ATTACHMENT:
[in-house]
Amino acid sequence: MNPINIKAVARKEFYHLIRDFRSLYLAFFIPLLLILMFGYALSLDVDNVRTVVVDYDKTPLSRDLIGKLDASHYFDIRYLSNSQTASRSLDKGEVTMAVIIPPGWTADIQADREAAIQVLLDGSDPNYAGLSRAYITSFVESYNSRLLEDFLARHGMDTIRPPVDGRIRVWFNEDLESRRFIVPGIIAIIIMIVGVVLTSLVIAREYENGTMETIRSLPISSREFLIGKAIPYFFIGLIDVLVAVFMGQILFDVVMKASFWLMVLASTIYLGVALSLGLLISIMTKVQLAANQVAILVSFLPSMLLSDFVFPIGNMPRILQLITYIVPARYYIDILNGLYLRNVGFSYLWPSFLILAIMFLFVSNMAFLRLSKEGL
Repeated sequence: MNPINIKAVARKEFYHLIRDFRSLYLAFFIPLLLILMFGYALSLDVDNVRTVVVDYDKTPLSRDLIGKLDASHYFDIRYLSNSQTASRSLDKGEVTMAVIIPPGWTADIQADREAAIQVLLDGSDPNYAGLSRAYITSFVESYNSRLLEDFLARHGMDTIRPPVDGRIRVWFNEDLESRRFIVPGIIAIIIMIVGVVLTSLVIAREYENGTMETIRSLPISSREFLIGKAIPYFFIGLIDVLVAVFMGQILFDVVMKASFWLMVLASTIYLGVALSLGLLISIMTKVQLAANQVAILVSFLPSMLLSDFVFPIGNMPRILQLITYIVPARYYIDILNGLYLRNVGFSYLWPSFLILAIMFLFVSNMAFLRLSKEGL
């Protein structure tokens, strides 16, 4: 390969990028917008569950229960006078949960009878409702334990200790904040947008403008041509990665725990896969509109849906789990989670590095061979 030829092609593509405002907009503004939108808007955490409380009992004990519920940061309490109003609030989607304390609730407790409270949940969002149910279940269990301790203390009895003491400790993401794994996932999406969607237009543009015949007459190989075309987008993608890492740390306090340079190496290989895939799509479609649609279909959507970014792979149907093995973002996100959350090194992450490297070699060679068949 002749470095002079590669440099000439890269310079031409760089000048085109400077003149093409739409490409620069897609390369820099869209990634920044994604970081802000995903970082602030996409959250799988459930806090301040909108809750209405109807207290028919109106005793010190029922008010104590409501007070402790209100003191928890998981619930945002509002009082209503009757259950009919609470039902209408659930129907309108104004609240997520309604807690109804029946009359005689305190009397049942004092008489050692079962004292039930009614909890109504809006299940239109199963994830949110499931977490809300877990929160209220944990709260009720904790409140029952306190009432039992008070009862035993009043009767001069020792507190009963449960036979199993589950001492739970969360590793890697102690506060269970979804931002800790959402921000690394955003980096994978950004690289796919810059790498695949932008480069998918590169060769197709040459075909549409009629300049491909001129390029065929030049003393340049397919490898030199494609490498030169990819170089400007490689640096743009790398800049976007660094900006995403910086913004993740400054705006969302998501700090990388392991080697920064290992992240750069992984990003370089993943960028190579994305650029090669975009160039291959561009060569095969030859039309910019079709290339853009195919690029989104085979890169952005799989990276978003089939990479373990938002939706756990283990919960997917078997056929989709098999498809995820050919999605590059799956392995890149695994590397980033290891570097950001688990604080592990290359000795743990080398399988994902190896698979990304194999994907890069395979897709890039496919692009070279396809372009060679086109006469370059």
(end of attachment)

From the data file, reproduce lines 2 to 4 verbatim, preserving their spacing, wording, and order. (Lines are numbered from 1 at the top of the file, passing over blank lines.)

Amino acid sequence: MNPINIKAVARKEFYHLIRDFRSLYLAFFIPLLLILMFGYALSLDVDNVRTVVVDYDKTPLSRDLIGKLDASHYFDIRYLSNSQTASRSLDKGEVTMAVIIPPGWTADIQADREAAIQVLLDGSDPNYAGLSRAYITSFVESYNSRLLEDFLARHGMDTIRPPVDGRIRVWFNEDLESRRFIVPGIIAIIIMIVGVVLTSLVIAREYENGTMETIRSLPISSREFLIGKAIPYFFIGLIDVLVAVFMGQILFDVVMKASFWLMVLASTIYLGVALSLGLLISIMTKVQLAANQVAILVSFLPSMLLSDFVFPIGNMPRILQLITYIVPARYYIDILNGLYLRNVGFSYLWPSFLILAIMFLFVSNMAFLRLSKEGL
Repeated sequence: MNPINIKAVARKEFYHLIRDFRSLYLAFFIPLLLILMFGYALSLDVDNVRTVVVDYDKTPLSRDLIGKLDASHYFDIRYLSNSQTASRSLDKGEVTMAVIIPPGWTADIQADREAAIQVLLDGSDPNYAGLSRAYITSFVESYNSRLLEDFLARHGMDTIRPPVDGRIRVWFNEDLESRRFIVPGIIAIIIMIVGVVLTSLVIAREYENGTMETIRSLPISSREFLIGKAIPYFFIGLIDVLVAVFMGQILFDVVMKASFWLMVLASTIYLGVALSLGLLISIMTKVQLAANQVAILVSFLPSMLLSDFVFPIGNMPRILQLITYIVPARYYIDILNGLYLRNVGFSYLWPSFLILAIMFLFVSNMAFLRLSKEGL
């Protein structure tokens, strides 16, 4: 390969990028917008569950229960006078949960009878409702334990200790904040947008403008041509990665725990896969509109849906789990989670590095061979 030829092609593509405002907009503004939108808007955490409380009992004990519920940061309490109003609030989607304390609730407790409270949940969002149910279940269990301790203390009895003491400790993401794994996932999406969607237009543009015949007459190989075309987008993608890492740390306090340079190496290989895939799509479609649609279909959507970014792979149907093995973002996100959350090194992450490297070699060679068949 002749470095002079590669440099000439890269310079031409760089000048085109400077003149093409739409490409620069897609390369820099869209990634920044994604970081802000995903970082602030996409959250799988459930806090301040909108809750209405109807207290028919109106005793010190029922008010104590409501007070402790209100003191928890998981619930945002509002009082209503009757259950009919609470039902209408659930129907309108104004609240997520309604807690109804029946009359005689305190009397049942004092008489050692079962004292039930009614909890109504809006299940239109199963994830949110499931977490809300877990929160209220944990709260009720904790409140029952306190009432039992008070009862035993009043009767001069020792507190009963449960036979199993589950001492739970969360590793890697102690506060269970979804931002800790959402921000690394955003980096994978950004690289796919810059790498695949932008480069998918590169060769197709040459075909549409009629300049491909001129390029065929030049003393340049397919490898030199494609490498030169990819170089400007490689640096743009790398800049976007660094900006995403910086913004993740400054705006969302998501700090990388392991080697920064290992992240750069992984990003370089993943960028190579994305650029090669975009160039291959561009060569095969030859039309910019079709290339853009195919690029989104085979890169952005799989990276978003089939990479373990938002939706756990283990919960997917078997056929989709098999498809995820050919999605590059799956392995890149695994590397980033290891570097950001688990604080592990290359000795743990080398399988994902190896698979990304194999994907890069395979897709890039496919692009070279396809372009060679086109006469370059």